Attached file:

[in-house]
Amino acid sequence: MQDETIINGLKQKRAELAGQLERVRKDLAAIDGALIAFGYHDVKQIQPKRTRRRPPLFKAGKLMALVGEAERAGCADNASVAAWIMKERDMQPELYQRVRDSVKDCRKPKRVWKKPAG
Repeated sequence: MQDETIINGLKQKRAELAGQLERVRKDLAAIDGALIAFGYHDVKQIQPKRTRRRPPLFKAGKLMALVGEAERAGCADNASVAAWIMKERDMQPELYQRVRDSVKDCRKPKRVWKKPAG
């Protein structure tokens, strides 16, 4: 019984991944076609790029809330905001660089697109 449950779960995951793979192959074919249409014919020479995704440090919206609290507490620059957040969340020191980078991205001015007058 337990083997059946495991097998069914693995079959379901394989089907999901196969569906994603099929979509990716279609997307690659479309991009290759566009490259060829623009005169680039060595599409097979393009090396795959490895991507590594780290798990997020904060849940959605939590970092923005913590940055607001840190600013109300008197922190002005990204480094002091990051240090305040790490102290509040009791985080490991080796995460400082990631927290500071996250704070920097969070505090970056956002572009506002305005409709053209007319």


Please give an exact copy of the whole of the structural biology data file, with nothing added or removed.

[in-house]
Amino acid sequence: MQDETIINGLKQKRAELAGQLERVRKDLAAIDGALIAFGYHDVKQIQPKRTRRRPPLFKAGKLMALVGEAERAGCADNASVAAWIMKERDMQPELYQRVRDSVKDCRKPKRVWKKPAG
Repeated sequence: MQDETIINGLKQKRAELAGQLERVRKDLAAIDGALIAFGYHDVKQIQPKRTRRRPPLFKAGKLMALVGEAERAGCADNASVAAWIMKERDMQPELYQRVRDSVKDCRKPKRVWKKPAG
């Protein structure tokens, strides 16, 4: 019984991944076609790029809330905001660089697109 449950779960995951793979192959074919249409014919020479995704440090919206609290507490620059957040969340020191980078991205001015007058 337990083997059946495991097998069914693995079959379901394989089907999901196969569906994603099929979509990716279609997307690659479309991009290759566009490259060829623009005169680039060595599409097979393009090396795959490895991507590594780290798990997020904060849940959605939590970092923005913590940055607001840190600013109300008197922190002005990204480094002091990051240090305040790490102290509040009791985080490991080796995460400082990631927290500071996250704070920097969070505090970056956002572009506002305005409709053209007319």